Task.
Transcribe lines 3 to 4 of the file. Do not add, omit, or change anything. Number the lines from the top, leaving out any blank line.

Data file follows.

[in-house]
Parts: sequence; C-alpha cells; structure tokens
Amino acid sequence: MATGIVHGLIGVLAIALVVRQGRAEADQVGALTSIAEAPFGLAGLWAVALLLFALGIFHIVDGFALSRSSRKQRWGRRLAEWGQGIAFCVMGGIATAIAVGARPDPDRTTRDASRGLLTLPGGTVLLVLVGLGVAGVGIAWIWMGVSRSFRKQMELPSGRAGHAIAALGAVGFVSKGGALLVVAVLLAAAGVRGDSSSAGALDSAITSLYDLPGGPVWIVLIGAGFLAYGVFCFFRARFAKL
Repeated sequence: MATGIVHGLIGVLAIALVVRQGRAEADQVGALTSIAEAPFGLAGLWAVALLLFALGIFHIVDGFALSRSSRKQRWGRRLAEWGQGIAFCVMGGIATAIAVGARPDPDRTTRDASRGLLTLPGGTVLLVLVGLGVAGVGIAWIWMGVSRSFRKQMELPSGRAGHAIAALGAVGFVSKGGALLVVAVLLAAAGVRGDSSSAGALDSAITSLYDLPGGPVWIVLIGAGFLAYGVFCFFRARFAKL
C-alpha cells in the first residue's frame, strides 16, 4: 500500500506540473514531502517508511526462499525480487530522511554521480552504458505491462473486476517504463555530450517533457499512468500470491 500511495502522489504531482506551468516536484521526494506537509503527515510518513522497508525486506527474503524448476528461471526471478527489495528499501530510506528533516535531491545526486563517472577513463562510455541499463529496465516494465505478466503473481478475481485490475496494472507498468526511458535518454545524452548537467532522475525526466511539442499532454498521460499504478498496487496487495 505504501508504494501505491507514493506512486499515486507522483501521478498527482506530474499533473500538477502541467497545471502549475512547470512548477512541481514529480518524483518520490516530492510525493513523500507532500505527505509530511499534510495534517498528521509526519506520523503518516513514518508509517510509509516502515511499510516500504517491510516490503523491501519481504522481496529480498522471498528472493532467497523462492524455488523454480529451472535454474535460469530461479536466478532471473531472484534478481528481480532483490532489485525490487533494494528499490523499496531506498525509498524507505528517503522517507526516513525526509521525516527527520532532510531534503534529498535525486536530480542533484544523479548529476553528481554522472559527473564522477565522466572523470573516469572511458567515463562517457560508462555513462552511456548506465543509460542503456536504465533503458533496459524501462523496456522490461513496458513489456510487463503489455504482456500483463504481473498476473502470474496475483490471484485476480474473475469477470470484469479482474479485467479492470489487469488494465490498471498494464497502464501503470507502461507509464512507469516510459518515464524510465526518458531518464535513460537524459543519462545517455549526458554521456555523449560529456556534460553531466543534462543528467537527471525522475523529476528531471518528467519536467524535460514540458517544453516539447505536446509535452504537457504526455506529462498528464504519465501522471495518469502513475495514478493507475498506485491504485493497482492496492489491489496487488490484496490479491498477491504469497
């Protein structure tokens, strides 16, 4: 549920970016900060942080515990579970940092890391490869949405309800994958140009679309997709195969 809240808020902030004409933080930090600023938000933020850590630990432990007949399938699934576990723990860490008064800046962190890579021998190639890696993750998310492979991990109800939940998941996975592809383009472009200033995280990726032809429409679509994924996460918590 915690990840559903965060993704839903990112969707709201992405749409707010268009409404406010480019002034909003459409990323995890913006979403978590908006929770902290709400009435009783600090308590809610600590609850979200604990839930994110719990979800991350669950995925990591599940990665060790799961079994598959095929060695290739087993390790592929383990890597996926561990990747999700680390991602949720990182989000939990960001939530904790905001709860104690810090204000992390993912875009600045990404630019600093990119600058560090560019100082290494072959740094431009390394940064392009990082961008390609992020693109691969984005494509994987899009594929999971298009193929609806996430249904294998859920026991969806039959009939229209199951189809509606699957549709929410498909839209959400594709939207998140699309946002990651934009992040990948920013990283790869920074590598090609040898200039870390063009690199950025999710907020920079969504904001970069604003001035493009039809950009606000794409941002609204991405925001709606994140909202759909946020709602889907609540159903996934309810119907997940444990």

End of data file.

Amino acid sequence: MATGIVHGLIGVLAIALVVRQGRAEADQVGALTSIAEAPFGLAGLWAVALLLFALGIFHIVDGFALSRSSRKQRWGRRLAEWGQGIAFCVMGGIATAIAVGARPDPDRTTRDASRGLLTLPGGTVLLVLVGLGVAGVGIAWIWMGVSRSFRKQMELPSGRAGHAIAALGAVGFVSKGGALLVVAVLLAAAGVRGDSSSAGALDSAITSLYDLPGGPVWIVLIGAGFLAYGVFCFFRARFAKL
Repeated sequence: MATGIVHGLIGVLAIALVVRQGRAEADQVGALTSIAEAPFGLAGLWAVALLLFALGIFHIVDGFALSRSSRKQRWGRRLAEWGQGIAFCVMGGIATAIAVGARPDPDRTTRDASRGLLTLPGGTVLLVLVGLGVAGVGIAWIWMGVSRSFRKQMELPSGRAGHAIAALGAVGFVSKGGALLVVAVLLAAAGVRGDSSSAGALDSAITSLYDLPGGPVWIVLIGAGFLAYGVFCFFRARFAKL